|Evaluating the effects of protection on fish predators and sea urchins in shallow artificial rocky habitats: a case study in the northern Adriatic Sea|
Guidetti, P.; Bussotti, S.; Boero, F. (2005). Evaluating the effects of protection on fish predators and sea urchins in shallow artificial rocky habitats: a case study in the northern Adriatic Sea. Mar. Environ. Res. 59(4): 333-348
In: Marine Environmental Research. Applied Science Publishers: Barking. ISSN 0141-1136, more
|Authors|| || Top |
- Guidetti, P., more
- Bussotti, S.
- Boero, F., more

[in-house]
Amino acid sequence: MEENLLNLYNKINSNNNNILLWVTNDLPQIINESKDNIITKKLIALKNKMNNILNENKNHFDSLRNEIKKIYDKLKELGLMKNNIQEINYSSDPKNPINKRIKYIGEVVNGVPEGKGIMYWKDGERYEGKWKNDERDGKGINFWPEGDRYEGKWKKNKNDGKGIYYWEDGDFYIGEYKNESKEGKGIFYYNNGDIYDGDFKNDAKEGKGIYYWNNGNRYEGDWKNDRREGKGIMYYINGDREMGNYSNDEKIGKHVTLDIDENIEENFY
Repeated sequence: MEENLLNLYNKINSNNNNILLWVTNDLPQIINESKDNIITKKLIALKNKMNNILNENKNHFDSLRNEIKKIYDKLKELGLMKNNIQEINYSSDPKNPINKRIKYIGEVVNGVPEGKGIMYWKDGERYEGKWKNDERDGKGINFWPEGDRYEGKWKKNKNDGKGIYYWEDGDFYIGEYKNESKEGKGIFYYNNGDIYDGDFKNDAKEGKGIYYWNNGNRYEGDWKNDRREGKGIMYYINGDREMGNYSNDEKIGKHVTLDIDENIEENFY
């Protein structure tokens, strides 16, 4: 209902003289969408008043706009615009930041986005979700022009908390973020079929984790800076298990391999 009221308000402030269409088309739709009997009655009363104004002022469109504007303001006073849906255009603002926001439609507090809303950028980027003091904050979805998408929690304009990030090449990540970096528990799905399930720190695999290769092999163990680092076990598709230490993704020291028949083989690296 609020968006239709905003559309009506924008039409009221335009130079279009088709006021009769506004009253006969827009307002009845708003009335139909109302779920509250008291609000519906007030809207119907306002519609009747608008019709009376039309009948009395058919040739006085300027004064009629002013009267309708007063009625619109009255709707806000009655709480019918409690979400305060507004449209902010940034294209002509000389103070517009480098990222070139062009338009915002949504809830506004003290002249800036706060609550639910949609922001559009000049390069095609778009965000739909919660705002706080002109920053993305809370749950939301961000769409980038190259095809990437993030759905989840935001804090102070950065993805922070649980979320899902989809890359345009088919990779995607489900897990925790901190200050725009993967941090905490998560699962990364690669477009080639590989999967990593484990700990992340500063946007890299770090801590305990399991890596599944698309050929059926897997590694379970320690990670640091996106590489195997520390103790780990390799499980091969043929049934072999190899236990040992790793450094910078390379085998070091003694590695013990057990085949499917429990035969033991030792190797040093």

Man-made defence structures (e.g., breakwaters, jetties) are becoming common features of marine coastal landscapes all around the world. The ecology of assemblages of species associated with such artificial structures is, however, poorly known. In this study, we evaluated the density and size of fish predators of echinoids (i.e., Diplodus sargus, Diplodus vulgaris, Sparus aurata), and the density of sea urchins (i.e., Paracentrotus lividus) at defence structures (i.e., breakwaters) inside and outside the marine protected area of Miramare (northern Adriatic Sea) in order to: (1) assess possible differences in fish predator density and size between protected and fished breakwaters; (2) assess whether fish predation may have the potential to affect sea urchin density in artificial rocky habitats. Surveys were carried out at four random times over a period of two years. Total density, and density of medium- and large-sized individuals of the three predatory fishes were generally greater at the protected than at the fished breakwaters, whereas no differences were detected in the density of small-sized individuals. Density of the sea urchin P. lividus did not show any difference between protected and fished breakwaters. The results of this study suggest that: (1) protection may significantly affect predatory fishes in artificial rocky habitats; (2) differences in predatory fish density, and size may be unrelated with the density of the sea urchin P. lividus; (3) protected artificial structures such as breakwaters, originally planned for other purposes, could represent a potential tool for fish population recovery and enhancement of local fisheries.